Here's is what I did last Saturday as if anyone would want to know:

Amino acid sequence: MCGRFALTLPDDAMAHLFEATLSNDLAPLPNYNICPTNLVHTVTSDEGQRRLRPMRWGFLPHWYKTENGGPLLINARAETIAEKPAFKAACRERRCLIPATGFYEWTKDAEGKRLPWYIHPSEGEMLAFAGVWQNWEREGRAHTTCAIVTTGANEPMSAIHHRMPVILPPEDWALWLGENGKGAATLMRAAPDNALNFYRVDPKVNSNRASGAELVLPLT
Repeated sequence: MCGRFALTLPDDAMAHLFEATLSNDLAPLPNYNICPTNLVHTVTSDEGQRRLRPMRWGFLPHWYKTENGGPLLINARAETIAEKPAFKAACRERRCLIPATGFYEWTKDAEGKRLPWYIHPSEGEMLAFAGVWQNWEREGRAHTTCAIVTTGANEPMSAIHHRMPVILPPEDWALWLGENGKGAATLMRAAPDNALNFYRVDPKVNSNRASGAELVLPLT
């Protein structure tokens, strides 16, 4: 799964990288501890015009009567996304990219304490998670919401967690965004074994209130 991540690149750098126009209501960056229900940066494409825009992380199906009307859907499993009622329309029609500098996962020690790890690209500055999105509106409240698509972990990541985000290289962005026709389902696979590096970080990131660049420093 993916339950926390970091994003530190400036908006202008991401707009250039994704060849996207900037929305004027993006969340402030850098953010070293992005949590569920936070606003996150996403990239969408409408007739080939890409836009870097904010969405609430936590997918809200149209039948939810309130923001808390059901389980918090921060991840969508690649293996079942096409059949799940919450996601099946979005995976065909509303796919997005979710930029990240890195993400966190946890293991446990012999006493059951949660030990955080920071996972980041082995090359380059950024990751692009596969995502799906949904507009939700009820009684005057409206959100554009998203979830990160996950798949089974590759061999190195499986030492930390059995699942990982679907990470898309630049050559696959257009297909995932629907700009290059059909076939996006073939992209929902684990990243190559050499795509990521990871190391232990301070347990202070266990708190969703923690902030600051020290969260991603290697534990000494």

I woke up at 5:30 AM this morning. Why would a retired person get up this early, you ask? Crazy my wife says. I mean, the squirrels haven't even raided the bird feeders yet. Today is The Thrill in the Hills 21K Trail Race. I know thiswould normally motivate me, a morning run in the woods, but it is pouring down rain outside and my stomach was hosting a virus that it was determined to eject. I crawled to the shower to wake up the rest of me with steaming hot water. I dressed for the weather, poured myself a big glass of chocolate milk, and was out the door before six. Not many vehicles on the road at this hour on a Saturday morning, only thing you have to do is avoid the loonies feeling their way home from a Friday night to remember. When I reached Winder and turned onto the road to the park, I saw blue flashing lights in the rear view mirror. I pulled to the side of the road to let three Winder prowlers zoom by, probably heading to an accident caused by a possum crossing 316. It had rained all night, meaning the trails would be slippery and perhaps flooded, but I didn't imagine just how bad it would be. I passed the time waiting for the race to start listening to CCR and trying to decide what-to-wear. At last it is time to go to the starting line. The hardest part of a race is waiting for it to start. Before me was a long, half mile hill with a clearing for the power lines full of tall grass with a narrow trail in the middle. As I was feeling the ions being sucked out of me, the gun went off and about 300 of us brave souls headed up the big hill, jockeying for position. I quickly established my place in the pecking order toward the rear of the pack and dared any stragglers to pass me. By the time I reached the top of the hill, I felt like I'd already run 4 miles. The thought of doing another 13 miles made me wonder about my decision making capabilities. It didn't get any better after we turned right into the woods where the same narrow trail was now bracketed by tall pines. The overnight rain had done its damage, the trail was wet and sloppy with plenty of puddles. These puddles caused an immediate backup, and the task of packing 300 people onto a trail wide enough for maybe two people at most, turned the race into a social stroll until we sorted ourselves into a single file. Still, the novice runners who thought they were here to view the natural surroundings and sniff the flowers, kept trying to avoid the puddles and keep their newly bought trail shoes pristine. I felt like throwing mud balls at them, but soon found that it was easy to pass by running through the puddles, leaving a big wake that soaked the squeaky cleans who opted to avoid getting their feet wet. Unknown to them was that. The most solid footing was where the water runs off, while the sloppy goo lies to the side of the trail. These people would pay me back later, when they passed me lying face down in the mud. Three times I slipped and fell! After the third fall, I decided to throttle back and enjoy the scenery. Falling down consumes much needed energy, and after 7 miles the hills became taxing. Each one took something out of me even at a slower pace. My legs remained strong, but my heart rate started to max out every time I thought about a hill. The rain kept coming, turning the path into a small creek in places. One mud hole came up to my knees, still I push onward. All the From 7 to 13.1, I averaged 4 minutes a mile slower than the first 7. I passed a poor girl at 10.5 who had the chills, but the water stop people had her wrapped in blankets, not giving me the benefit of an excuse to drop out of the race to assist her. I saw no one in front or behind me for the last two miles of the race. This allows your mind to work on you. You start to think that maybe you took a wrong turn which leads you to test your tracking skills, examining the shoe prints in the mud to see which direction they are going. When you discover 4 going one way and 1 going the other, it is time to panic, choosing the majority direction doesn't ease the paranoia. Soon, you think that you may be running around in the woods for another week or so. When all hope of reaching civilization again is lost, you see someone waving a flay at the top of a hill. As you draw closer you realize that the wording on the sign says FINISH. After an inspired dash to the finish, I try not to pass out as I remove my chip. Only then do I see that the clock guy and the flag guy are the only two people left around. Walking down to the awards building where the bananas, PowerAde, and medals are given out, I find it empty. A Dirty Spokes truck is outside already loaded and ready to go home. Am I the last finisher? The last person I saw was the cold chill girl at mile 10. Did the rest of the runners behind me also drop out? We all paid to be tortured. Should slugs be discounted because the super fast have all been accounted for. In addition, the T-shirts for these XTerra trail events have become generic. Two years ago, there was a big frog on the shirt and it said, "Thrill in the Hills." The new ones just say, "Terra Series." How many of these do you need? I don't know whether I got an age group medal or not, no one was around to tell me, and there was supposed to be a medal for finishing this run in the quagmire. No one around to give me one of those either. Back at my car I wipe off the muck with a towel, somehow manage to reach my shoes to untie them, and peel my sticky wet shirt off and replace it with a dry one. I head home empty handed, dreaming of a long hot shower to rid myself of the mud and blood (left knee bore the brunt of the three slip downs). Next race, the INGA half marathon ON PAVEMENT!